October 7th 2011. By Lenny Rudow.

Affinity 90: Fishing on a Grand Scale

Those who need the biggest, baddest ride on the block will be impressed with this palatial fishing platform.

If you laugh at those puny Escalades as you climb into your Hummer, the Affinity 90 is your kind of sportfishing boat. The 90 feet of LOA, 23 feet of beam, and 145,000-pound displacement will seem appropriate if you always turn down the 12-ounce queen-sized prime rib in favor of the one-pound king cut. And its four-stateroom, five-head layout will be just right, considering that you’d never opt for the two-story beach house when three stories are available. Excessive? Maybe impressive is the better word to describe this yacht, which proves once again that yes, size does matter.

The Affinity 90 is a behemoth fishing machine with the range to travel the world.

On the Affinity 90, you get a cockpit that’s as large as your average center-console fishboat. You get not one but two separate staterooms just for the crew. And you’ll enjoy your own massive full-beam master suite with a king-size bed, a desk, a couch, and a private head featuring a sunken spa-tub surrounded by marble. Even the flybridge is oversized, with a full dinette, bar, and as much floor space as an average American’s living room.

Accommodations belowdecks are anything but Spartan.

Of course, you expect all of these things from a six-million dollar yacht. What you don’t expect—but you do get—is the true hunter’s attitude that comes along with it. Check out the cockpit and you’ll find it’s outfitted to make red blood run, as much as it is to make bluebloods relax. Features include 47-foot-long hydraulic outriggers, tuna tubes, a livewell, a fishbox that’s fed shaved ice from an Eskimo icemaker, a huge bait prep station, rod stowage lockers, and a Murray fighting chair on an offset stanchion that swings wide enough for rod tips to clear the corners of the transom. It’s overlooked by an upper level mezzanine with seating for six, and the upper deck rail is lined with rocket launchers.

Powered by a pair of massive 2400-horsepower MTU 16V2000’s, the Affinity 90 is no slouch in the performance department, either. It can break 33 knots, and since this yacht carries 5000 gallons of fuel, it has the ability to make trans-Atlantic crossings. Searching for the hot bite off Cape Cod at the beginning of the season, and in the Canary Islands at the end? No big deal, you can get in on both. And you can even can take a detour and visit the Bahamas, too: unlike most sportfishing yachts of this size, draft is under five feet. Thanks to the use of prop pockets, relatively shallow passages are an option.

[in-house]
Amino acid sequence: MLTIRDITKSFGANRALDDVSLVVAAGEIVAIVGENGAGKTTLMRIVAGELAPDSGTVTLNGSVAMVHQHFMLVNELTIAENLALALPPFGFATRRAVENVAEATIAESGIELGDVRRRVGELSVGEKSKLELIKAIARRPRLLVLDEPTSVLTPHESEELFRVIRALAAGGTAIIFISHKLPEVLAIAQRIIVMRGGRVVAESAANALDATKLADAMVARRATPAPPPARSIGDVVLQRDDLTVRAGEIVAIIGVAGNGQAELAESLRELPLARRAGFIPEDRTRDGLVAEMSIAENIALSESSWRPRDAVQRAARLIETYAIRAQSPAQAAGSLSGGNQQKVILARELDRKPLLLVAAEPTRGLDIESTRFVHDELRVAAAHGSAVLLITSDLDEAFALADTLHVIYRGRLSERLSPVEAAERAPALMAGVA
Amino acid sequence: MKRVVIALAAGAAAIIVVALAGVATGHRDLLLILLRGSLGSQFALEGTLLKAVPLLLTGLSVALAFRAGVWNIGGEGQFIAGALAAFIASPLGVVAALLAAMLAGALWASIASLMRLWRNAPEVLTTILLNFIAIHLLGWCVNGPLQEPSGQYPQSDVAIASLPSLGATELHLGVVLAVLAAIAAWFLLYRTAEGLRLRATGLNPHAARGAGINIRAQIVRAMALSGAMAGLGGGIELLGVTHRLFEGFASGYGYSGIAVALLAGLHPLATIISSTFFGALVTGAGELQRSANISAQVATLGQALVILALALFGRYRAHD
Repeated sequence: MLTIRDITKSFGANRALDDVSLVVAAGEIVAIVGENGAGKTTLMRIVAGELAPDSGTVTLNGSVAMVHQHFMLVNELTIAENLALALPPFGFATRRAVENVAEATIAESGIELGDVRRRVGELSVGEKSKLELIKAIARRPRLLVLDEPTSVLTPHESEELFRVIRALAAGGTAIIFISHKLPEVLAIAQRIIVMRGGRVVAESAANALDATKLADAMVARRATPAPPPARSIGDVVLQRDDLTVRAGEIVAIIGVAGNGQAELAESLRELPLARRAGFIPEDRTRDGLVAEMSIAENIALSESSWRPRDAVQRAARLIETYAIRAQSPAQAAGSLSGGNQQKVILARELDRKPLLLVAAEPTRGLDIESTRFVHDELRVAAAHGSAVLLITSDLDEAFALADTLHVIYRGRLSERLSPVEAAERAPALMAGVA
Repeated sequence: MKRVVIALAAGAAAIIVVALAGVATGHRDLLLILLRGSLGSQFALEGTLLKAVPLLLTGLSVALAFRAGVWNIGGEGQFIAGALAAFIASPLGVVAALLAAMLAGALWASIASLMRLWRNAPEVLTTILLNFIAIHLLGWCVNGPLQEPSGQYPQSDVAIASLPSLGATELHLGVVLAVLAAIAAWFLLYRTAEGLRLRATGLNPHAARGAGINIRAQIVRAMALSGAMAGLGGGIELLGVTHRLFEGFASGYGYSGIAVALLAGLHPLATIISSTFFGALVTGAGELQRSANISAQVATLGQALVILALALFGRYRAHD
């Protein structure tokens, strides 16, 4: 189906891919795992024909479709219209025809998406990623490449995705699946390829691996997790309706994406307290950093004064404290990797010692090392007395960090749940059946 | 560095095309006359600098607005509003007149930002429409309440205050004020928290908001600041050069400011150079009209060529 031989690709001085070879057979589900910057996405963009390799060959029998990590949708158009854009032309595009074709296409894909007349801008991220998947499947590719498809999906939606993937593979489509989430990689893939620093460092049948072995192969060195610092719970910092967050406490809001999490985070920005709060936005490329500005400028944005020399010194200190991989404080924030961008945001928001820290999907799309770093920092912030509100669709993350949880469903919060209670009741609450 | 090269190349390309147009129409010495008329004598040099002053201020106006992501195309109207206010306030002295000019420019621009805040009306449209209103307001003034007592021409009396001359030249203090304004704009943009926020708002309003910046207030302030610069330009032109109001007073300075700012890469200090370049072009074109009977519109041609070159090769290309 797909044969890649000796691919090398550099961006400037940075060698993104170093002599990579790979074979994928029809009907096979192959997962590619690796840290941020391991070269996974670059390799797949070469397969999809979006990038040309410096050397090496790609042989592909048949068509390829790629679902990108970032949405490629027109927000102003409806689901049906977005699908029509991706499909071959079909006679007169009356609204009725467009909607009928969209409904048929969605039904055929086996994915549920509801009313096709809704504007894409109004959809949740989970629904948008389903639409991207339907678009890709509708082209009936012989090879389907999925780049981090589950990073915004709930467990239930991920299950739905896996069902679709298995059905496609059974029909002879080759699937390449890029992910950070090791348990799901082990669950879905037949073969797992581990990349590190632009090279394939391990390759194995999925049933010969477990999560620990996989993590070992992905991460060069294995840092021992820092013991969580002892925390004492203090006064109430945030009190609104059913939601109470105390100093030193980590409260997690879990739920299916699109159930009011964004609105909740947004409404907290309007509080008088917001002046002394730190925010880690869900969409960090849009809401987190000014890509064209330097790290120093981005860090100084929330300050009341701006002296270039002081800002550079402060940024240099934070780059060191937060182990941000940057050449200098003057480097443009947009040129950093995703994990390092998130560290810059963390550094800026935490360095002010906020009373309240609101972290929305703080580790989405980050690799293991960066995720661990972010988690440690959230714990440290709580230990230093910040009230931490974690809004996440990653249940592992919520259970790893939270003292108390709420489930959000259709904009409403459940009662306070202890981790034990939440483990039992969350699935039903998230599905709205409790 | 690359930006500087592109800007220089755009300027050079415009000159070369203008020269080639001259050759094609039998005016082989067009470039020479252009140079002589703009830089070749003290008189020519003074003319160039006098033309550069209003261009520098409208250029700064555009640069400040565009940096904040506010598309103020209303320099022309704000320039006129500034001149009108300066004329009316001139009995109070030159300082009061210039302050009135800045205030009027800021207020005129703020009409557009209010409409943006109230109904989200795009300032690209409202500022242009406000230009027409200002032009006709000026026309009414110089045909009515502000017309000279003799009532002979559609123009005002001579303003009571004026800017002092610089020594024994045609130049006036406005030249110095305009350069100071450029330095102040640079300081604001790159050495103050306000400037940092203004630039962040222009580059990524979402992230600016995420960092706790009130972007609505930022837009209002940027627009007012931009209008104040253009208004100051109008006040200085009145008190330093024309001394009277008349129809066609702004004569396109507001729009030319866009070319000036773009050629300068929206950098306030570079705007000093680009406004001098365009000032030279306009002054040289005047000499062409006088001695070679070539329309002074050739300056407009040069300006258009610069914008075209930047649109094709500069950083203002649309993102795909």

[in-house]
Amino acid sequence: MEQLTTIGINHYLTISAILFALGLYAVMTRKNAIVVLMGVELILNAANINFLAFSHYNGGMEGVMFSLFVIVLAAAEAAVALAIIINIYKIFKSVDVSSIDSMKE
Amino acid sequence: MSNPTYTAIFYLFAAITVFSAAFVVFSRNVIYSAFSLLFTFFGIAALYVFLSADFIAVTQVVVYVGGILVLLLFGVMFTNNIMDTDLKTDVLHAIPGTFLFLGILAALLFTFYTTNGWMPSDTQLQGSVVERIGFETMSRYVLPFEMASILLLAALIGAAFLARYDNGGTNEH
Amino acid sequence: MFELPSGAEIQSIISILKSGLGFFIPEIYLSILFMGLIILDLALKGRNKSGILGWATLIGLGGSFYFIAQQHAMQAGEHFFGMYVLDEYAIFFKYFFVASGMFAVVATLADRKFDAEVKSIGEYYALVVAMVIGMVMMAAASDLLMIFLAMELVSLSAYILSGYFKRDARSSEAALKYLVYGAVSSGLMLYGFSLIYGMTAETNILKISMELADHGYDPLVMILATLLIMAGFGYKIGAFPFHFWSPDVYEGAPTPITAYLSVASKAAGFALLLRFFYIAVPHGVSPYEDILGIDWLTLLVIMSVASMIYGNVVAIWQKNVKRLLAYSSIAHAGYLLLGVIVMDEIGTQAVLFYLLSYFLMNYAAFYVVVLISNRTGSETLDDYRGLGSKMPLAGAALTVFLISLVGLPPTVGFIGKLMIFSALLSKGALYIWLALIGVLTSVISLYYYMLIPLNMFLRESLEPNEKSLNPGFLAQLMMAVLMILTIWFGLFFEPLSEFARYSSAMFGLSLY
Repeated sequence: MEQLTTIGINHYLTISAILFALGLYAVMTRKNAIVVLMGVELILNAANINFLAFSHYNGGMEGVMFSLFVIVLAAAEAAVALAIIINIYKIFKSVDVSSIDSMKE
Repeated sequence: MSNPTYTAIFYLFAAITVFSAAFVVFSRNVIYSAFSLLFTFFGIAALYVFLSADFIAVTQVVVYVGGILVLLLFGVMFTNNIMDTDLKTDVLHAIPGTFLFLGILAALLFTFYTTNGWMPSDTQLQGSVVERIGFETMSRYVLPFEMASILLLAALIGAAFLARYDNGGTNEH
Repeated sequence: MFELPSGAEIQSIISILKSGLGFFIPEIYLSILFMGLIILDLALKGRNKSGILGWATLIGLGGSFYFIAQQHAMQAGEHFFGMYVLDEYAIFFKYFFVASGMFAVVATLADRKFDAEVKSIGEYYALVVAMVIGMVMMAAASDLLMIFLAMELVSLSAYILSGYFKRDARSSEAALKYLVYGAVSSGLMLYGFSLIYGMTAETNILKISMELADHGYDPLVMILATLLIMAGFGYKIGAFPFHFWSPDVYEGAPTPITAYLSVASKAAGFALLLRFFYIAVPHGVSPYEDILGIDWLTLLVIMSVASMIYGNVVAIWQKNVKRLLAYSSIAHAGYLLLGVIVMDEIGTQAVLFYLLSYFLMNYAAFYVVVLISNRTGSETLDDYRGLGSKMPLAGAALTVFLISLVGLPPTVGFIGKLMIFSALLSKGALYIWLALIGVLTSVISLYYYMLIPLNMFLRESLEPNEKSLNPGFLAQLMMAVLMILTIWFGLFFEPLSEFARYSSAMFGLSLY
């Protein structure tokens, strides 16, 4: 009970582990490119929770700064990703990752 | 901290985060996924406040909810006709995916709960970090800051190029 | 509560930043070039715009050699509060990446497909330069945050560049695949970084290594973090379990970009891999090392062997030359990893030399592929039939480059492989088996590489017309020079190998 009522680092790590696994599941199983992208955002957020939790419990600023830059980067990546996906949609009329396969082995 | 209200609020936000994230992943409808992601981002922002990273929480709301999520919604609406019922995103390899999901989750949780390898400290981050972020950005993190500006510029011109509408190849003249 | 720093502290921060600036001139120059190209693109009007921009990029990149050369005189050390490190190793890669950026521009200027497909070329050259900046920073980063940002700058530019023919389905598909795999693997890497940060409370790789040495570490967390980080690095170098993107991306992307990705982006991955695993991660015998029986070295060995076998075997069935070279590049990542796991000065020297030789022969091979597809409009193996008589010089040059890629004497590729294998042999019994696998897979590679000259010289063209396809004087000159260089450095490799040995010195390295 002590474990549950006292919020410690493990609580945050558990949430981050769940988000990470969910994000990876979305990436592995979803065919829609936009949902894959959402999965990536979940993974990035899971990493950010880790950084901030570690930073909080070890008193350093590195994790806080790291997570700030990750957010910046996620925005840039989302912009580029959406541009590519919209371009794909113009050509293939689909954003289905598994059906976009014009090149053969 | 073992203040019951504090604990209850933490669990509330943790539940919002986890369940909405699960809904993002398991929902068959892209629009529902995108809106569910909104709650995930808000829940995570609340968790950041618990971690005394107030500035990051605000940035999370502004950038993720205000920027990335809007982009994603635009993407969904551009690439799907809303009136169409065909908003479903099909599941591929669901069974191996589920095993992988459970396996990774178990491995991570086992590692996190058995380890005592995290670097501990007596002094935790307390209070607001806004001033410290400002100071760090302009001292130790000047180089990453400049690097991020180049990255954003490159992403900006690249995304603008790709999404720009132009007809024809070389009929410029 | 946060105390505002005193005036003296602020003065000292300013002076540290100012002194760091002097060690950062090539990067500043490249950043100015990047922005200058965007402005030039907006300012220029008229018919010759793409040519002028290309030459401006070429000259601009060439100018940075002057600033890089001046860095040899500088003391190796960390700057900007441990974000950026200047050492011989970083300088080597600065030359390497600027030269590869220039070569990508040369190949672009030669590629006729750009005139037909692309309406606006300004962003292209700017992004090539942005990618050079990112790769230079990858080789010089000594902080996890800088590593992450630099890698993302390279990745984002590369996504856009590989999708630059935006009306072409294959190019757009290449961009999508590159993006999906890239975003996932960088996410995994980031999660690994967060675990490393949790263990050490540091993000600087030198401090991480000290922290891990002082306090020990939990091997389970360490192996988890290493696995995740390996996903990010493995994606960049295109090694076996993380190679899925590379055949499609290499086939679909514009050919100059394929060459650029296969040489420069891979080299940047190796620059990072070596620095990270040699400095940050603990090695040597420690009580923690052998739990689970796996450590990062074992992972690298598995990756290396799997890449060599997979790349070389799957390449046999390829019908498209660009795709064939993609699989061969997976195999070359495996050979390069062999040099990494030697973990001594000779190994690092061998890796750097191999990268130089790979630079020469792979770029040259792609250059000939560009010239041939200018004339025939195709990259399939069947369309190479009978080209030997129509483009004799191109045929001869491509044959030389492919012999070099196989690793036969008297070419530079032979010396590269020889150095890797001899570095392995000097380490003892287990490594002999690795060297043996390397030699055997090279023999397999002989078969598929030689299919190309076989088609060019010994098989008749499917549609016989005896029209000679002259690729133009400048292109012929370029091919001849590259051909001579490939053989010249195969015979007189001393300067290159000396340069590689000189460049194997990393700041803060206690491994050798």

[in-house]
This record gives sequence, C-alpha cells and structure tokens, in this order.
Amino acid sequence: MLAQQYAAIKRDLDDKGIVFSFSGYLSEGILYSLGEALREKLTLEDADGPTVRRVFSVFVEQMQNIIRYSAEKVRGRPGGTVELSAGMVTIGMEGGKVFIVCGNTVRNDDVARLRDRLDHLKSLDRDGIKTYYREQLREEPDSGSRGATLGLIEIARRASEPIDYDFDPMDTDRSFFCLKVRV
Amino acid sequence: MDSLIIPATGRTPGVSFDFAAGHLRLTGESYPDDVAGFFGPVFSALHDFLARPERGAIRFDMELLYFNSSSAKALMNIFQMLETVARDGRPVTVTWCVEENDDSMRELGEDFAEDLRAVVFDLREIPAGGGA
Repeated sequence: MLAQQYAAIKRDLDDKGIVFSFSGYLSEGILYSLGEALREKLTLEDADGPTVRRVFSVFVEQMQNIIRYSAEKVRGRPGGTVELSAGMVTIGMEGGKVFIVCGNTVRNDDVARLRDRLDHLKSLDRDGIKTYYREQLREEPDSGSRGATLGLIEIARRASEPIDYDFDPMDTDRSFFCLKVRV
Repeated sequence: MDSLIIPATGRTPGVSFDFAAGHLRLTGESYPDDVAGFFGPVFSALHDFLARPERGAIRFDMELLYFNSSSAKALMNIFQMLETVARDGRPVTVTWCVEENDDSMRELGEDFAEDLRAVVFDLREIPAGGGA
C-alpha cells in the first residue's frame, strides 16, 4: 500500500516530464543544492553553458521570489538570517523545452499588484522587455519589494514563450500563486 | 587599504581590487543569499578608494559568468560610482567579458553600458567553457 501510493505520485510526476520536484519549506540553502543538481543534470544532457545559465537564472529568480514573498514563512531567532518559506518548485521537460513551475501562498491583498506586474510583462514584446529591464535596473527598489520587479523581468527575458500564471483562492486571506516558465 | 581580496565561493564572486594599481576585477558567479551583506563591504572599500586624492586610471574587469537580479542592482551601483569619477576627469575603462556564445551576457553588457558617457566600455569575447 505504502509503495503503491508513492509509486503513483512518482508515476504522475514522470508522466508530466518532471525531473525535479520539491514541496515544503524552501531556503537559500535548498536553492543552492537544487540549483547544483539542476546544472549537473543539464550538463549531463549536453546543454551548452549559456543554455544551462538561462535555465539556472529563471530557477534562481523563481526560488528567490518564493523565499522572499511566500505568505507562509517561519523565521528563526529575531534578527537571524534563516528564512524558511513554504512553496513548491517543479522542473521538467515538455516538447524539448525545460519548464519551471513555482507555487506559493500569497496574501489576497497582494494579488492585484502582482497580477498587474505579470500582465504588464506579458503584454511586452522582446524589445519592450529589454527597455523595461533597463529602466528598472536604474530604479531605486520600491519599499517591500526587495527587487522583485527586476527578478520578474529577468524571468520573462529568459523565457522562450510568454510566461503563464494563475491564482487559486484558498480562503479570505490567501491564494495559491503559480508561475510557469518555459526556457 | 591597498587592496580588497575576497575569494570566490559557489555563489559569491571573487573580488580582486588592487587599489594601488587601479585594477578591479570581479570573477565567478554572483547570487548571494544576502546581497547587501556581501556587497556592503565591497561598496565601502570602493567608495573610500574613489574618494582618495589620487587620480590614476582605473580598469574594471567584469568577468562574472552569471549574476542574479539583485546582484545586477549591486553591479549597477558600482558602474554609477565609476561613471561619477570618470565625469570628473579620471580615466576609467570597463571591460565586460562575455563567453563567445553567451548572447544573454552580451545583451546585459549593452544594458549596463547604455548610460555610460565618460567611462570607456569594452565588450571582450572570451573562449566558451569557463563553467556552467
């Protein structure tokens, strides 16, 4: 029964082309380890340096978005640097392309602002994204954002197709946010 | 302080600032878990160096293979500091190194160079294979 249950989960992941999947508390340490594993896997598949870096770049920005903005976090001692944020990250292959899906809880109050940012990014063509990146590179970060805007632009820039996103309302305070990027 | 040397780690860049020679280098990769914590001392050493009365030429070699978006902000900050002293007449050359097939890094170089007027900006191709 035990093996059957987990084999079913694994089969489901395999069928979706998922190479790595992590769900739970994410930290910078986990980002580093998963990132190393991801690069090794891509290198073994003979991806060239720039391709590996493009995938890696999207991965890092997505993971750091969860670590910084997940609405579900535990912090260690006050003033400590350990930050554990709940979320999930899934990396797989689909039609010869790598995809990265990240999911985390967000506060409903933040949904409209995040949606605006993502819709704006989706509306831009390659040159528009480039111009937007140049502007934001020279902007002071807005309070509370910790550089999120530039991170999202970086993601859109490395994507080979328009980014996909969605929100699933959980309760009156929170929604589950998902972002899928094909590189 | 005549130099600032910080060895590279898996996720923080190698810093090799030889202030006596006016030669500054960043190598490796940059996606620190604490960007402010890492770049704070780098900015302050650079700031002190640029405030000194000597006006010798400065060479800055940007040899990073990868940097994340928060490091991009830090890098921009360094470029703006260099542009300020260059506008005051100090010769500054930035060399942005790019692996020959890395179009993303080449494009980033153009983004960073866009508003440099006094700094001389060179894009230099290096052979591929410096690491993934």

Power is provided by twin 2400-horsepower MTU diesels.

The Affinity is constructed of resin-infused fiberglass, with a mix of Core Cell and aluminum honeycomb corings. The keel and chines are solid glass, and outer layers of the boat are laid up with vinylester resins. Machinery and accoutrements are similarly beefy: 65-hp bow thruster, Kolbelt hydraulic power steering, three-inch stainless-steel rudder shafts, twin 30-kW gensets, Naiad stabilizers, and 1800 gallon-per-day watermaker.

Downsides? Finding them on a yacht like this is tough, but bear in mind that the captain won’t be able to maneuver on fish from the helm. That’s why there’s a set of cockpit controls, as well as a set of tower controls.Affinity 90 specifications

With all of these features, this boat will represent the ultimate in sportfishing yachts for some people. Especially if those people happen to drive Hummers, order king-sized steaks, and stay in the biggest houses on the beach. In a nutshell, if you have a need or a knack for the big, bold, and brassy, the Affinity 90 is right up your alley. And if you want to hold out for something a little roomier, Affinity has a 95-footer in the works.

Comparison shoppers will want to see Jim Smith Custom Boats, American Custom Yachts, and the Donzi Roscioli R-92

For more information visit Affinity Yachts.

Lenny Rudow

With over two decades of experience in marine journalism, Lenny Rudow has contributed to publications including YachtWorld, boats.com, Boating Magazine, Marlin Magazine, Boating World, Saltwater Sportsman, Texas Fish & Game, and many others. Lenny is a graduate of the Westlawn School of Yacht Design, and he has won numerous BWI and OWAA writing awards.